Bangladesh Mega project Focus Writing
Two facts drew our attention in the context of our overall national economic development—the first one is that our growth rate is now well over 7 percent and is one of the highest in the world at present. The second one is that Bangladesh has fulfilled all the conditions to come out of LDC status. And these developments are happening even without the contribution of the so called mega projects. Mega project has been a much hyped phrase for the last few years. This is so because the people of Bangladesh are seeing the present government undertaking different development projects that cost large amounts of money. A few examples of such projects are The Padma Multipurpose Bridge (Tk 30,000 cr.), Rooppur Nuclear Power Plant (Tk 101,000 cr.), Karnaphuli Tunnel (Tk 5600 cr.), Matarbari Power Plant (Tk 50,000 cr.), Rampal Power Station (Tk 16,000 cr.), Payra Power Plant (Tk 16,000 cr.), Dhaka Metro Rail Project (Tk 22,000 cr.), Payra Deep Sea Port (Tk 160,000 cr.) etc. Another notable project is the Bangabandhu Satellite-1 (Tk 2000 cr.). It may be observed that most of the projects mentioned above fall into either the development of the energy sector or the transportation sector. Of these, only the Padma Bridge is being fully funded by the Bangladesh Government. For all of the remaining projects, the government is relying mostly on foreign aid or loan. Japan, Russia, China and India are the primary sources of funds for the projects. Here, I would like to briefly discuss a few issues, not as a technical person but as a general citizen.
While the present government has been bold to undertake these mega projects, the way these are being implemented and its future consequences need further thinking. In a democratic environment, people’s opinion and participation in the development activities is essential right from the beginning. Conducting a public hearing before undertaking a project is practiced in developed countries to get a first-hand idea of the public feeling about a project. The foundation for a successful project starts much before the project commences. Such public meetings bring diverse groups of stakeholders together for a specific purpose. Public meetings are established ways for people to come together to express their opinions, hear a public speaker or proposed plan, engage in shared learning about a topic, or work together to develop solutions. Such meetings help develop a kind of ownership among the people and reduce the gap between the masses and the government and bring the leadership closer to the people. However, it is unfortunate to see that no such public hearing has been conducted for the mega projects mentioned above.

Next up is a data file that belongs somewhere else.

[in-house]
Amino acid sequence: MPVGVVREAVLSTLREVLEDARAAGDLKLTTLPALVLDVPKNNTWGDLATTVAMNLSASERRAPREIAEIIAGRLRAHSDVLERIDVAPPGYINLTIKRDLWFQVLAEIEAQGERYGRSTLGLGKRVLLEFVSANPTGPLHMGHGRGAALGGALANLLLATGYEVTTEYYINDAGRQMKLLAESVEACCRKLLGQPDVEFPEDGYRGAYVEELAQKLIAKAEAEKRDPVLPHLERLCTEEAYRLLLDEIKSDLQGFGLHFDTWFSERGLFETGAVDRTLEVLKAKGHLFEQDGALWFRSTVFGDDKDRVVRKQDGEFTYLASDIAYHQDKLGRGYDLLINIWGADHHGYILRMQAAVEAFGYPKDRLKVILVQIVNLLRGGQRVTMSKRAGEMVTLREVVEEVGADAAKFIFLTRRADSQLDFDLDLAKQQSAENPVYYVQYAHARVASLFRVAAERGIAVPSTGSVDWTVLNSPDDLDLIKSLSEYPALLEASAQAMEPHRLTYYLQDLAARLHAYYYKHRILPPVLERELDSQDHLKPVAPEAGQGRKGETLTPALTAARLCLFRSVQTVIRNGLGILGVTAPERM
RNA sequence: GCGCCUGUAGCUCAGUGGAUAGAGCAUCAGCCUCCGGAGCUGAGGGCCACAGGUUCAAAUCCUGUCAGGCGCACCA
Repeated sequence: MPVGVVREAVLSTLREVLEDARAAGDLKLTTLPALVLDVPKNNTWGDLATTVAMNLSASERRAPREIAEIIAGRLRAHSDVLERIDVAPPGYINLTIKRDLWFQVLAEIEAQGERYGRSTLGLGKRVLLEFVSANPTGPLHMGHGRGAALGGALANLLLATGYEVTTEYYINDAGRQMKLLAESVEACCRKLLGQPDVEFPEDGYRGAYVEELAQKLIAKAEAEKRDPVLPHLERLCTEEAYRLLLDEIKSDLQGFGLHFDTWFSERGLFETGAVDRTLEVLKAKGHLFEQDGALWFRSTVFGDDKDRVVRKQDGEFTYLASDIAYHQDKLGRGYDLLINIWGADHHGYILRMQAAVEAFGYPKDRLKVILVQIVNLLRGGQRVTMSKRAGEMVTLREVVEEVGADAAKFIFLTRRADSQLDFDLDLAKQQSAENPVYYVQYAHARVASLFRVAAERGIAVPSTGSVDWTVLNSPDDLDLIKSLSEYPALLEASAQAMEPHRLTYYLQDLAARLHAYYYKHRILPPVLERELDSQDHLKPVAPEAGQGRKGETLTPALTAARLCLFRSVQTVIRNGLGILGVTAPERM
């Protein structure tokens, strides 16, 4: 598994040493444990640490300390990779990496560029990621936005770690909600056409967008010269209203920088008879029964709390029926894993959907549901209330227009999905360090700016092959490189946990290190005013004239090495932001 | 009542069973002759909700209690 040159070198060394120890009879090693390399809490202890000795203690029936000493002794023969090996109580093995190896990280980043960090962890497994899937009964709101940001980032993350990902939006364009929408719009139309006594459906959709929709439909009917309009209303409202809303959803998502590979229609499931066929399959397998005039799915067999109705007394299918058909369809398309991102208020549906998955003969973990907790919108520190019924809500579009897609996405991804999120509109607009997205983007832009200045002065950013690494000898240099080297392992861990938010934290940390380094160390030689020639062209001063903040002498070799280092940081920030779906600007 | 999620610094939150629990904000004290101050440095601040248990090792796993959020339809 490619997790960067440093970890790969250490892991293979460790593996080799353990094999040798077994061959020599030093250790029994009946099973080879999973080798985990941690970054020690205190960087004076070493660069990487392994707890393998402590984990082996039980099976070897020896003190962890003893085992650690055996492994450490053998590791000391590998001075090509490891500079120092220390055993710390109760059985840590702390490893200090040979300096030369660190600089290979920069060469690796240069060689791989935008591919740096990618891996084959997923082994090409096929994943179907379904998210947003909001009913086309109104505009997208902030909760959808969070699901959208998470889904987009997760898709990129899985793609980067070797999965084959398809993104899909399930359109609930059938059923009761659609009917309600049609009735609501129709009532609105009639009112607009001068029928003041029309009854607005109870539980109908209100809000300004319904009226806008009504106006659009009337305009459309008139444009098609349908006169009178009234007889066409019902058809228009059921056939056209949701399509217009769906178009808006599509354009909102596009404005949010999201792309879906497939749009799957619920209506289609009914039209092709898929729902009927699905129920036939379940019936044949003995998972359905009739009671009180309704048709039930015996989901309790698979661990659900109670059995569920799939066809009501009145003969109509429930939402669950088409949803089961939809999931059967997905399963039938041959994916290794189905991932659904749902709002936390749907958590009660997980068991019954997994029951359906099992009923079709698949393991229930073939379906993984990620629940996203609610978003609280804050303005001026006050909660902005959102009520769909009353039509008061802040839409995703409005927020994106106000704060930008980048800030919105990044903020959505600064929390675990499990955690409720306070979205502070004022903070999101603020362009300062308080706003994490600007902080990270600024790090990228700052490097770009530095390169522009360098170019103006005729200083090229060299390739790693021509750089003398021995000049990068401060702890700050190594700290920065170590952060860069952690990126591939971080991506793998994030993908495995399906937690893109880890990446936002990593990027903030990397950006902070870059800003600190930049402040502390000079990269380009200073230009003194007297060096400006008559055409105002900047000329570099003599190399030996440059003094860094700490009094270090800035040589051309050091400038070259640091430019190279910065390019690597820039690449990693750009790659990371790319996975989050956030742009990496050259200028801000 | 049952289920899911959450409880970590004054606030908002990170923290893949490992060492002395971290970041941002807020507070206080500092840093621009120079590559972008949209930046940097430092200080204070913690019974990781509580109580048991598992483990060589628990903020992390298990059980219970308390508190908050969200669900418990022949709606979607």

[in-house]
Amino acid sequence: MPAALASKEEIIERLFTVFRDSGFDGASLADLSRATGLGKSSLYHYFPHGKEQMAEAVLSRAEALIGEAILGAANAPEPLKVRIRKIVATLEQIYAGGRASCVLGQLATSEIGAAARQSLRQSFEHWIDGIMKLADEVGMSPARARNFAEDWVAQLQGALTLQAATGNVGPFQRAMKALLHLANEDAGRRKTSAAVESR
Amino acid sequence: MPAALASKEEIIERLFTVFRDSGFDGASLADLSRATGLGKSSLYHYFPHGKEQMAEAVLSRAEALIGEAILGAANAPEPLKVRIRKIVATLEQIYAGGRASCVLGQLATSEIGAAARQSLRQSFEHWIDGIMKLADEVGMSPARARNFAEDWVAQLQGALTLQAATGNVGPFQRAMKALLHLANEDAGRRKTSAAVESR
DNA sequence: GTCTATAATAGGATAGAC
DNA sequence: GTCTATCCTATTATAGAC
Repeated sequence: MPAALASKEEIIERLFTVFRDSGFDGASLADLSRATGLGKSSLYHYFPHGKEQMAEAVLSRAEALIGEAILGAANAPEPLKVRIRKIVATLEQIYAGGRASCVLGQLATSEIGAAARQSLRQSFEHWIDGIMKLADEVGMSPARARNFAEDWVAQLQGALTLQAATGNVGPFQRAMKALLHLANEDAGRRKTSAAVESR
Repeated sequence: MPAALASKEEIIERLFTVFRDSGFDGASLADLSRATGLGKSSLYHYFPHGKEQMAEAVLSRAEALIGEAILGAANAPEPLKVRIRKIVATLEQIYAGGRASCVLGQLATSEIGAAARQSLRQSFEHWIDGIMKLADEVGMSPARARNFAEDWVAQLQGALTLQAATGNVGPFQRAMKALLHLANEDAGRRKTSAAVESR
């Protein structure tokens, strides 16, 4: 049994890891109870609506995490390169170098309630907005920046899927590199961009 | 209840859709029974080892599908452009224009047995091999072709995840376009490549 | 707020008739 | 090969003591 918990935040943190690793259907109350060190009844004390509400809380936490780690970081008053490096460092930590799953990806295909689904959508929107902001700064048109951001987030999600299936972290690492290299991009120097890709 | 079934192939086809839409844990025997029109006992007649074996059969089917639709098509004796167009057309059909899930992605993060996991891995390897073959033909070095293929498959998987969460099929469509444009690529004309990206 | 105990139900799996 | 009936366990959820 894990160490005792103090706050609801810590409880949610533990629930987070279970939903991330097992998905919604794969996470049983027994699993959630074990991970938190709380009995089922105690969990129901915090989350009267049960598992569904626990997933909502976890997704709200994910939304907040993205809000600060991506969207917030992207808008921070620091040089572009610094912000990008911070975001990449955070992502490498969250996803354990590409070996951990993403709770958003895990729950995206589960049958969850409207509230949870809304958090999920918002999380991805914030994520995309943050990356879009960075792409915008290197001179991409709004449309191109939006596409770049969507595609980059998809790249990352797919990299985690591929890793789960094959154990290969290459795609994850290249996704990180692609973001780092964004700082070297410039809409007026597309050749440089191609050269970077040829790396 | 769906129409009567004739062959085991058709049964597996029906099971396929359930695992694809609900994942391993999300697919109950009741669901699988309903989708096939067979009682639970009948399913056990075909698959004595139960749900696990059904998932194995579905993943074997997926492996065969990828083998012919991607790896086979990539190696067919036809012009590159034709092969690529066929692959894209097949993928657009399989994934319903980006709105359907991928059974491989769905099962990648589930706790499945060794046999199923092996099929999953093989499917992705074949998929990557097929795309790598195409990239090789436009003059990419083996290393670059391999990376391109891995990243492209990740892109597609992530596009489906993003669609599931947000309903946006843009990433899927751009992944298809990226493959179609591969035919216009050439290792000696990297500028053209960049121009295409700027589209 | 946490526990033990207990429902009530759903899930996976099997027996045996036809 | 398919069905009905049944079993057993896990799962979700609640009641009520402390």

In most cases, the necessity of these mega projects for the future development of Bangladesh is undeniable. However, there may be a few cases where there would be better alternatives. A probable example of such a case is the Bangabandhu Satellite project. Satellites are good for broadcasting over a geographically large area. Launching a satellite for purely broadcasting purposes may not be justified for a geographically small country like Bangladesh. And certainly we are not going to use it to spy over other countries through our military intelligence system. Satellite communication is costlier than the alternatives which we are currently using. Our telecommunication requirements are more than adequately served by the submarine cable networks and the countrywide fibre-optic cable networks. We are even selling bandwidth to other neighbouring countries too. And there are plenty of commercial satellites around us leasing out transponders to serve our broadcasting needs at a much cheaper rate. Under such circumstances the justification of launching the satellite is hardly meaningful except for the purpose of national pride.